Old Media Server with OpenVPN

I am in the process of building and configuring a media server for my parents. After my recent media server upgrade, I have extra gear lying around. By purchasing a power supply and a small case, I can cobble together another media server with my old processor and motherboard. I will call this my parent’s media server. The goal is to replace the current Raspberry PI unit that is currently running OSMC acting as their media server. Although the OSMC solution with Raspberry PI has been working really well, it is under powered to play any HEVC encoded video at full 1080p HD resolution.

I wanted to convert the majority of our video media to HEVC simply to save storage space. If I do this with my media library, I will not be able to share our media with them because of their under powered Raspberry PI.

To solve this issue, I installed Ubuntu 18.04 along with Kodi on my parent’s media server that I just created. I have been testing this solution for the past couple of weeks and both the hardware and media player works really well.

I also configured the box to auto mount USB disks, and installed SAMBA so that both videos and music files can be shared with other devices on the same network. The SAMBA is primarily used by my parents with their SONOS speakers.

With this media server at their location, I can also consider future upgrades such as replacing their WiFi network with a Ubiquiti solution, and even ponder on a site-to-site VPN solution with both of our networks.

Perhaps that is looking too far into the future. My immediate concern is how to remotely administer the box. With the Raspberry PI, I just had a simple SSH setup. However with the extra horse power, and a full blown Ubuntu distribution, I can now setup OpenVPN.

I followed these instructions on the DigitalOcean site, and it worked flawlessly. During the setup, I made a major error. I skipped the firewall (ufw) setup on the box, thinking that I don’t need a firewall because an external firewall already exists. However, OpenVPN will not route external traffic to the internal private network if IP masquerading (NAT) is not setup properly. Thanks to a coworker’s advice, I configured the firewall with IP forwarding NAT, but also change all default actions to ACCEPT so that the firewall only function as a NAT router. Lesson learned!

Since this VPN will only be used by me for remote management, I will not configure any HTTPS tunnelling or install and configure ObfsProxy. We will continue to use UDP and stick with the default 1194 port.

We will do some final testing before finally deploying it to my parent’s place.

NVMe SSD with LVM Cache

I have been a huge fan of Apple’s fusion drives. They are an excellent compromise for affordable mass storage while still able to give you SSD performance. The concept is simple pair a fast but small SSD drive with a large but slow and much affordable, mechanical HDD. You get good performance and have lots of storage without breaking the bank.

I have falsely assumed that this capability only existed with Apple’s macOS operating system. This week I was pleasantly surprised to have discovered that LVM Cache can do more or less the same thing on Linux. This new found knowledge along with an excellent deal on a 500GB NVMe Samsung 970 Evo Plus M.2 drive gave me the itch to experiment this weekend with my NAS media server.

The hardware was easy enough to install, but I had to move one of the existing SATA connection because the M.2 slot on the motherboard shared a PCIe bus with a pair of SATA connections. Luckily I bothered to check the motherboard manual, otherwise I would have been scratching my head while the server fail to boot.

The software configurations were a bit more involved. Before I purchased the NVMe card, I did some experimentation with two external USB drives, one SSD and one HDD. I found this article to be super helpful in configuring LVM Cache with my test drives. However, these configurations were not fully restored after a reboot. After many hours of research on the Internet, I found this article indicating that my Ubuntu Linux distribution was missing the thin-provisioning-tools package. I also had experimented between the two different cache modes that were available, writethrough and writeback. I found out that the write back mode was a bit buggy and did not sync the cache and the storage drive. Yet another article to the rescue.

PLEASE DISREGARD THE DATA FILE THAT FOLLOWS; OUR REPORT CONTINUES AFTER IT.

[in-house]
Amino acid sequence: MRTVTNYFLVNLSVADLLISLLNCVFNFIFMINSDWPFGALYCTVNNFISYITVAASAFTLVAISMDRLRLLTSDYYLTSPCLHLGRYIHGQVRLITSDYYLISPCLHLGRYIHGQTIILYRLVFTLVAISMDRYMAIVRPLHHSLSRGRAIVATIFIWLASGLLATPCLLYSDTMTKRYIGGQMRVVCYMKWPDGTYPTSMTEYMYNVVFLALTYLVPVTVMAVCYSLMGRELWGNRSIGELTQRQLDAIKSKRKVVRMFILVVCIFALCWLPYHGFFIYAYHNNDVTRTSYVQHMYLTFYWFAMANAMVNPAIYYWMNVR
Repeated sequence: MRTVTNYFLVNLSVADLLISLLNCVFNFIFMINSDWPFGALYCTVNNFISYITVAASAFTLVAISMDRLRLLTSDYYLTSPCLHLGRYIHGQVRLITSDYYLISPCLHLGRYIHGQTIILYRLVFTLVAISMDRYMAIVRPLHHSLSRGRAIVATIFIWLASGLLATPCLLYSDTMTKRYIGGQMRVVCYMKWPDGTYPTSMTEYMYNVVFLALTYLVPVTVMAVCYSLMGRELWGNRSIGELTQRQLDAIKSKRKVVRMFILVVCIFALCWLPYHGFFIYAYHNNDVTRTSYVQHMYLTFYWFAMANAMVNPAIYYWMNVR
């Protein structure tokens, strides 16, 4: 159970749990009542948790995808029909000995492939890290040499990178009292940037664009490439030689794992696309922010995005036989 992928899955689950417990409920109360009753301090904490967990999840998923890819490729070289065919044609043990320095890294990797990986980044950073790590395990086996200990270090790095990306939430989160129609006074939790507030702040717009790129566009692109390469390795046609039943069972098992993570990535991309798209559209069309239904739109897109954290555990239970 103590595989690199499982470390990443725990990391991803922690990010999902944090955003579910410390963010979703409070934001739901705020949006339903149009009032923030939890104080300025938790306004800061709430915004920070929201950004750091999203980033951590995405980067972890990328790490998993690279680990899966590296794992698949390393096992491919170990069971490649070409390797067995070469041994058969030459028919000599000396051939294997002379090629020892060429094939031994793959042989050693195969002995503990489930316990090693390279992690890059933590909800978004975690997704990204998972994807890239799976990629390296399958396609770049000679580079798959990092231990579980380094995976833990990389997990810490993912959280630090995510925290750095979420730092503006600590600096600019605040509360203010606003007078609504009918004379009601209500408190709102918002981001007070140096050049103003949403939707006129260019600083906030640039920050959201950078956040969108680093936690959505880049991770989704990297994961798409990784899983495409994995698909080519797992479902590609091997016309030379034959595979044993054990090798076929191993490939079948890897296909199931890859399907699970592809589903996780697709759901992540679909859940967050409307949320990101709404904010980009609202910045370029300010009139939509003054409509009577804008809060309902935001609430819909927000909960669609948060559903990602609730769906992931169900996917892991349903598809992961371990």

lvchange --cachesettings migration_threshold=16384 vg/cacheLV

I preferred the write back mode due to its better write performance characteristics. Apparently to fix the issue, I have to increase the migration threshold to something larger than the default of 2048 because the chunk size was too large.

Here are the steps that I did to configure my existing logical volume (airvideovg2/airvideo) to be cached by the NVMe drive that I just purchased. I first have to partitioned the NVMe drive.

Model: Samsung SSD 970 EVO Plus 500GB (nvme)
 Disk /dev/nvme0n1: 500GB
 Sector size (logical/physical): 512B/512B
 Partition Table: gpt
 Disk Flags: 
 

 Number  Start   End    Size   File system  Name     Flags
  1      1049kB  500GB  500GB               primary

Create an LVM physical volume with the NVMe partition that was created previously /dev/nvme0n1p1 and add it to the existing airvideovg2 volume group.

sudo pvcreate /dev/nvme0n1p1
sudo vgextend airvideovg2 /dev/nvme0n1p1

Create a cache pool logical volume and set its cache mode to write back and establish the migration threshold setting.

sudo lvcreate --type cache-pool -l 100%FREE -n lv_cache airvideovg2 /dev/nvme0n1p1

sudo lvchange --cachesettings migration_threshold=16384 airvideovg2/lv_cache

sudo lvchange --cachemode writeback airvideovg2/lv_cache

Finally link the cache pool logical volume to our original logical volume.

sudo lvconvert --type cache --cachepool airvideovg2/lv_cache airvideovg2/airvideo

Now my original logical volume is cached and I have gained SSD performance economically on my 20TB RAID setup for less than $200. Below is my final volume listing.

$ sudo lvs -a
   LV               VG          Attr       LSize   Pool       Origin           Data%  Meta%  Move Log Cpy%Sync Convert
   airvideo         airvideovg2 Cwi-aoC---  20.01t [lv_cache] [airvideo_corig] 0.01   11.78           0.00            
   [airvideo_corig] airvideovg2 owi-aoC---  20.01t                                                                    
   [lv_cache]       airvideovg2 Cwi---C--- 465.62g                             0.01   11.78           0.00